MINNEAPOLIS (AP) — The Hennepin County sheriff's office will no longer honor U.S. Immigration and Customs Enforcement requests for detainee holds, Sheriff Rich Stanek said Wednesday.
ICE has asked local jails to detain some inmates up to 48 hours after they are eligible for release so they can be considered for deportation. In the past, local law enforcement officials have considered the requests mandatory. But recent federal court rulings have stated ICE detention requests are simply that — requests and not orders.
OF the 36,000 inmates booked into the Hennepin County Jail each year, about 1.5 percent have ICE detention requests, KMSP-TV (http://bit.ly/1quvwlC) reported.
Stanek said he consulted with the county attorney, the American Civil Liberties Union of Minnesota and others before making the policy change. He said his decision came "after a long, thoughtful and deliberate process."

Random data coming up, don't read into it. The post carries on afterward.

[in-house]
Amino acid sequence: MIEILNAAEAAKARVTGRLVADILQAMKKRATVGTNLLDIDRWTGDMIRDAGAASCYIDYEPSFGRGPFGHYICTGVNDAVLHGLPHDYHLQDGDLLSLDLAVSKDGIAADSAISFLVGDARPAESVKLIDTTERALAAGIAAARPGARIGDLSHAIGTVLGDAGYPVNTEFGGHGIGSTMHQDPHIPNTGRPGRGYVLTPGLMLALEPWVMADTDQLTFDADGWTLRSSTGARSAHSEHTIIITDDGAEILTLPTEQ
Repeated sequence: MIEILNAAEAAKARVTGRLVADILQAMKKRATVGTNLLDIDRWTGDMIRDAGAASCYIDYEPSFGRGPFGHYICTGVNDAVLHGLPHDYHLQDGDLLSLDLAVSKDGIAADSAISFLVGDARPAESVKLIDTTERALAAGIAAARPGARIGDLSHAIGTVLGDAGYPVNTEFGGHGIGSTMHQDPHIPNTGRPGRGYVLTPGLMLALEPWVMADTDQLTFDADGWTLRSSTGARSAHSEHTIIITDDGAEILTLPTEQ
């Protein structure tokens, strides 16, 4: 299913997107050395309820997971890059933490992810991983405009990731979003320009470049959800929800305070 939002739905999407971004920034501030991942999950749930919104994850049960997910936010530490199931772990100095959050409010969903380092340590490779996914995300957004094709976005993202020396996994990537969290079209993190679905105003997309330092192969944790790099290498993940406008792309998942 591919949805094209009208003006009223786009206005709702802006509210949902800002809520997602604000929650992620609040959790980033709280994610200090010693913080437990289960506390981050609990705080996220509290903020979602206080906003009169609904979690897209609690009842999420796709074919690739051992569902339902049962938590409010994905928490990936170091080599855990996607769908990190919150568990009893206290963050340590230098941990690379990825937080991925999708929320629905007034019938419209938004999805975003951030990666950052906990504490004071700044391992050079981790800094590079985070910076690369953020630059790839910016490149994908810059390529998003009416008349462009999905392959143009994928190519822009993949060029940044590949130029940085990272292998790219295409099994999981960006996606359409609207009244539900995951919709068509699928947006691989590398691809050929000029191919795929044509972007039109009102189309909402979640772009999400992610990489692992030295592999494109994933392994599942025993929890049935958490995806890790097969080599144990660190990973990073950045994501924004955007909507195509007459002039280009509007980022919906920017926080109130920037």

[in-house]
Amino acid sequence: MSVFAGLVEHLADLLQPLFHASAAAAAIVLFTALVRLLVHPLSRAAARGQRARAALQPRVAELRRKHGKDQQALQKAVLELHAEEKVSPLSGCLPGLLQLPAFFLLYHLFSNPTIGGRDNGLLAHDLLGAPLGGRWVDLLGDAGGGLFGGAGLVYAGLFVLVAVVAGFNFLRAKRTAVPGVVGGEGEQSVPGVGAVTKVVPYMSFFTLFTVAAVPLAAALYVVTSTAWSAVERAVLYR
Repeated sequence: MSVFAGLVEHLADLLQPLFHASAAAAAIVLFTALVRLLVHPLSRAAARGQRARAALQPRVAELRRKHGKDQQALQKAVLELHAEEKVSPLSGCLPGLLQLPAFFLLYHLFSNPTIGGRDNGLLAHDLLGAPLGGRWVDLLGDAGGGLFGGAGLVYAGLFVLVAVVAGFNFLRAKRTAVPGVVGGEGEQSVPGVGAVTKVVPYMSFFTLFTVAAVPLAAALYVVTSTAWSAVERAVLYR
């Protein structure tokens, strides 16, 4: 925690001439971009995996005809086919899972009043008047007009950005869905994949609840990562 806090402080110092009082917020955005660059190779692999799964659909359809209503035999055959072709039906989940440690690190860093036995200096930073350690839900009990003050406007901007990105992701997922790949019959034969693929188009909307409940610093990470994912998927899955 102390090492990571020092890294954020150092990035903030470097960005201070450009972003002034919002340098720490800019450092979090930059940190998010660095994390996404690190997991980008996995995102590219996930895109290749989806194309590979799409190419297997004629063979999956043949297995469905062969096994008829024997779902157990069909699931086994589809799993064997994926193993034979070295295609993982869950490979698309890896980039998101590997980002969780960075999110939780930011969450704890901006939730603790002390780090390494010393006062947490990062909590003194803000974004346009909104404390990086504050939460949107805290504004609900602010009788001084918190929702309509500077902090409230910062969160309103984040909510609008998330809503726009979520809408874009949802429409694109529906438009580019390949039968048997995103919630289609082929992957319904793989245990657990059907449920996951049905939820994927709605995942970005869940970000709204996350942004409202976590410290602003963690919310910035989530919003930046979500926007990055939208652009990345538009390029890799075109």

"My first responsibility as Sheriff of Hennepin County will always be to enforce the law and abide by the Constitution," Stanek said in a statement.
The ACLU believes the ICE requests are unconstitutional.
"The practice of holding individuals without a proper legal reason is problematic and we are glad that Hennepin County took the proper steps to correct their actions," ACLU Minnesota Executive Director Charles Samuelson said in a statement. Samuelson said he hopes other counties follow Hennepin County's lead.
Twin Cities ICE spokesman Shawn Neudauer said the agency "will continue to work cooperatively with law enforcement partners throughout Minnesota as the agency seeks to enforce its priorities by identifying and removing convicted criminals and others who are public safety threats."
Information from: KMSP-TV, http://www.myfox9.com